slave to slave (1 Gor. Jesus himself chose twelve different ambassadors. there can be no denying that the process has failed to engage much of the culture existing outside the cloister of the church itself. was most assuredly formed out of a very specific context. As each leader pursues deeper connection with Greator and creature. 9:20-22). The God love-life. with the best of intentions. Yet this pattern is not the one demonstrated in the Scriptures. out-in-front leadership roles. much less emerged as the principal planter of the Jesus faith. Each of these biblical and historical leaders. if he were posted in Jerusalem? Would James have had success in Corinth. or Bede Criffiths in Manhattan? Our patterns for selecting and forming leadership have. If Paul were called and formed in such a process. But in the process of living into his full identity and embracing his own context. Paul possessed a natural intuition for the importance of recognizing identity and context in a theology of leadership: Greek to Greek. gave his own constituency new and powerful ways of seeing the world through its unique interpretation of the God love-life. rather than a relationship prescribed by the institution or external expectations. regarded by some as the father of Western Christianity. more than a reluctant Christian—not one who would voluntarily turn himself over to the discernment of the institution. for any of the disciples. would he have survived. then. We are able to . He was. is the passionate pursuit of intimate relationship with God from the inside out. of whom less than half served in public. at the beginning. the blessing expressed is both of God and unique because it extends from the unique giftedness of the leader. teaching. fallen into a "one-size-fits-all" pattern. While some might argue that Chad Hurley and Steve Chen were in the right place at the right time and so would characterize their success as lucky. encouraging—with the ultimate hope of ordaining that newly formed leader for "the whole church. being both influenced by Platonic doctrine and engaged in theological discourse after the fall of Rome. or for leaders like Augustine. by expressing his own uniqueness while staying in touch with his context.LEADERSHIP FROM THE INSIDE O U T 83 in both academic and communal formation—testing. we would never do the same for Moses or Joshua or Paul. Augustine. Jew to Jew. Each had his own role in the family and each led. as would happen today. So we conclude he sought out each of the twelve because of the disciple's own uniqueness. evaluating. he became one of the most influential leaders in Christian theology." And while the process does seem to support the institution as it has developed in the modem age.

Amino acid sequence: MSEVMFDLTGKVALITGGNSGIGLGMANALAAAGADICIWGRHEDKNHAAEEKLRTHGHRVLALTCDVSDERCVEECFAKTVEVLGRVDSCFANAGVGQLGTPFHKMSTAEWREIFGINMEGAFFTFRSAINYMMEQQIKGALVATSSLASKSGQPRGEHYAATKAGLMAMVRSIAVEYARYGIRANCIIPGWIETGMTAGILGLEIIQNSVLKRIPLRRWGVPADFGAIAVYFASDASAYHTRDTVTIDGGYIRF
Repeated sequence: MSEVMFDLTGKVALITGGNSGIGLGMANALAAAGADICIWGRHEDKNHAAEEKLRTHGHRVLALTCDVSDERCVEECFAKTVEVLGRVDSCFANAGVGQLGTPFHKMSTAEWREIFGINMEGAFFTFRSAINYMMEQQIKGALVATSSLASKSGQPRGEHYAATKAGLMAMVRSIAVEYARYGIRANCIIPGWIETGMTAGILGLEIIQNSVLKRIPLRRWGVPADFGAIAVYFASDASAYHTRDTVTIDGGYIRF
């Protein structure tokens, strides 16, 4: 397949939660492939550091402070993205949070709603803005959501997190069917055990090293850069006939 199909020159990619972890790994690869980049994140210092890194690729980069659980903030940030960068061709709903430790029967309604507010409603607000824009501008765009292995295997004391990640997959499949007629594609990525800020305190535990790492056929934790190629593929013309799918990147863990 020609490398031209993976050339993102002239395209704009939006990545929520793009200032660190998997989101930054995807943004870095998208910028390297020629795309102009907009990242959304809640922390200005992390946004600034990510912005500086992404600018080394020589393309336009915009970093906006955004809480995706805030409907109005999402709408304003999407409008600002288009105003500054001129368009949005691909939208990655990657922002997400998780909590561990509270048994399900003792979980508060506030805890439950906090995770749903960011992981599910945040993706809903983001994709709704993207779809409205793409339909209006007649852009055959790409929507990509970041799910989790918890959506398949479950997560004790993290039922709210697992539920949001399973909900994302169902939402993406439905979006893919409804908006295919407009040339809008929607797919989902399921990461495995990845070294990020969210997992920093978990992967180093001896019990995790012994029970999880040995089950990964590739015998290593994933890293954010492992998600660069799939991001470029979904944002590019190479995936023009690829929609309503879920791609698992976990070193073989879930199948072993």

The "one-size-fíts-all" or "outside-in" understanding of leadership for the Episcopal Church in the United States is a failing model. especially if each leader is formed for work within the confines of the institution? Knowing what we know about the story of God's interaction with humans in creation. became the father of Westem Christianity. Ruth. a reluctant convert despite continual pleas from his mother.84 Anglican Theological Review recognize from the narrative. seeking to identify qualities these godly leaders embodied. entering Jerusalem in triumph on an ass rather than a stallion. What does the Word recount of its leaders? What are the defining characteristics? Are those characteristics transferable from one leader to another in order to discern the will of God? Are we able to see consistent patterns in the biblical text when it comes to leadership? Ironically. We know the narrative speaks of a multitude of leaders and leadership styles: Noah. we are most assuredly missing Godinspired and God-called leaders because of our hyperattention to our own particular or narrow context. Jesus. a fastidious student of the law and persecutor of those following the Jesus way. Moses. . Joshua. even if he was not the most likely of candidates according to popular opinion. Aaron. how then are we able to engage the world expanding outside Christendom. If each leader is called from the pew. became the ironic Messiah. became the catalyst for the spread of the Jesus movement outside the boundaries of the land Joshua occupied centuries earlier. biblical and historical. how then would we approach the development of a theology of leadership for our Communion? We should reflect first upon the scriptural account of leadership. Samuel. bom of an unwed. the young servant. The essential starting point for developing a theology of leadership in Episcopal or Anglican circles. only to be executed days later. Job. David. within the Christian faith as a whole and perhaps within any community of faith. While we continue to form leadership for our existing but shrinking communities. Moses. Augustine. virginal mother and a father bom on the wrong side of the Davidic family tree. became God's voice for Israel. became the legendary military strategist who led and inspired Israel to occupy the Holy Land. the answer to this last question is both yes and no. at the same time we are failing to recognize the context existing outside the cloister. Joshua. the inarticulate stutterer. Paul. Isaiah. is the consultation of Scripture. that each of these leaders was uniquely gifted and appropriately placed in a certain context that propelled him to take on a legendary leadership role.